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Reviewed by:
  • The Church and Confederacy: The Lynches of South Carolina ed. by Robert Emmett Curran
  • Adam L. Tate
The Church and Confederacy: The Lynches of South Carolina. Edited by Robert Emmett Curran. Columbia: University of South Carolina Press, 2019. 456 pp. $69.99.

In 1972, Yale University Press published The Children of Pride: A True Story of Georgia and the Civil War, a massive collection of wartime letters from the family of Rev. Charles Colcock Jones, a chief promoter of the religious mission to the slaves. Robert Manson Myers, the editor of the collection, arranged the correspondence to tell the story of the Civil War through the experiences of one large family. The effect was stunning as readers gained both multiple and intensely personal perspectives on the war. Robert Emmett Curran, professor emeritus at Georgetown University, credits The Children of Pride for inspiring his project on the correspondence of the Lynch family of South Carolina, the most prominent and influential Catholic family in the state during the nineteenth century (xi). Their letters, skillfully edited and introduced by Curran, provide a Catholic perspective on the fall of the Old South.

In many ways, the Lynches were a nineteenth-century southern success story. They acquired education, land, and slaves, markers of economic success in the antebellum South. Conlaw and Eleanor Lynch left Ireland in 1818, eventually settling in the small upcountry town of Cheraw, South Carolina. There they raised twelve children. The eldest, Patrick, served as the bishop of the Diocese of Charleston, which included the states of North and South Carolina, from 1858 until his death in 1882. Two of the Lynch daughters joined the convent. Ellen (1825–1887) joined the Ursuline order and became Mother Superior of their convent in Columbia, South Carolina in 1858. Other Lynches worked as physicians, entrepreneurs, and farmers.

Curran, using letters from 1858 to 1865, allows the Lynches to illustrate the many challenges Catholics experienced in the Deep South. Diseases such as yellow fever made South Carolina a dangerous place in the nineteenth century. Several of the Lynch siblings succumbed to tuberculosis as well. In addition, as a distrusted religious [End Page 88] minority, Catholics had to fight for respect from their neighbors and possessed few institutions of their own to support Catholic communities. Ellen—Sister Baptista—perceived this problem acutely as she built her convent and school in the midst of the war. The Lynch letters also demonstrate that southern Catholics, spread throughout the vast rural expanse of the region, networked with each other constantly. A number of letters served to introduce Catholics who had arrived in South Carolina to their local coreligionists. Sister Baptista often asked her brother Patrick about information on various Catholic families when vetting potential nuns for her convent. Building institutions in the Deep South, especially for the Lynches, was part of a program of converting their neighbors and anchoring Catholicism in the region. Baptista, for example, welcomed Episcopalian young women to her school and expressed hopes of converting them to Catholicism. Moreover, the Lynches’ commitment to place made them patriotic South Carolinians. While their family letters rarely discussed politics, most of the political sentiments expressed in the volume demonstrated support for the Confederacy, slavery, and the war.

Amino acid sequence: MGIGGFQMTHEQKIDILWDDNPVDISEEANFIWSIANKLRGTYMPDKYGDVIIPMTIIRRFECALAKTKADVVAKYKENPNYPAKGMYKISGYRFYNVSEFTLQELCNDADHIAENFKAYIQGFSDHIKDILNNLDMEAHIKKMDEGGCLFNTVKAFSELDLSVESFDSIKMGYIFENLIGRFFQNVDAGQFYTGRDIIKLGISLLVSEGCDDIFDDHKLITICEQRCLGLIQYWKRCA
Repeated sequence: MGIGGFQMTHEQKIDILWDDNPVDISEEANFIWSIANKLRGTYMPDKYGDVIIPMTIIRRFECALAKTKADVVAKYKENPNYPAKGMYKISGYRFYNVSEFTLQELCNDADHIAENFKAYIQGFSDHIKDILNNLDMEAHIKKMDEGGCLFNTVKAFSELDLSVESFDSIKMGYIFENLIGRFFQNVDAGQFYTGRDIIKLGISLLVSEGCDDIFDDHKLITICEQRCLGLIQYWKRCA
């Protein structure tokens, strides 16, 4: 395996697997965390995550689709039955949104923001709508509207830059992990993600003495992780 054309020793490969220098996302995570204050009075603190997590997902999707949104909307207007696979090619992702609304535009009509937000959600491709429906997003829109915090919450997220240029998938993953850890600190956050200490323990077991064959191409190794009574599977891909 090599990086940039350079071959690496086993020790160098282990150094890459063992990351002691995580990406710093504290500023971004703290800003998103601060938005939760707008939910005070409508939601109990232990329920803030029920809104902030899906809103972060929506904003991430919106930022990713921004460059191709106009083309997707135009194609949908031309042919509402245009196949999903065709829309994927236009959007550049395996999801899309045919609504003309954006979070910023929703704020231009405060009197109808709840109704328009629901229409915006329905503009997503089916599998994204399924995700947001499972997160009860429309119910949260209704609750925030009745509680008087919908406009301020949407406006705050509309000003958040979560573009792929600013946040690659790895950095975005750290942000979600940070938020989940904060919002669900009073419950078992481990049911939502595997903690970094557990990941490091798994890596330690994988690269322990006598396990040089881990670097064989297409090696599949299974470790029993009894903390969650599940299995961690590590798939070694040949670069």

The gem of the volume is Sister Baptista, who deserves a biography of her own. A prolific writer, she constantly pressed her brother, the Bishop, for news. Patrick’s letters were rare, and few seem to have survived. Sherman’s troops, in burning Columbia, South Carolina, destroyed Baptista’s Ursuline convent and school. Combined with Patrick’s unsuccessful voyage to Rome to solicit official recognition from Pope Pius IX for the Confederacy, the burning of the convent demonstrated the tragedy of the war for the Lynches. All they had tried to build had been destroyed. Curran notes that after the war, Sister Baptista wished to rebuild, but her brother the bishop seemed enervated by the vast destruction the war brought (364–365).

Curran has done students of American Catholicism and nineteenth-century South Carolina a tremendous service by publishing this volume. It deserves a wide readership among those interested in southern religion and southern Catholicism in particular. Thankfully, it is much...


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pp. 88-89
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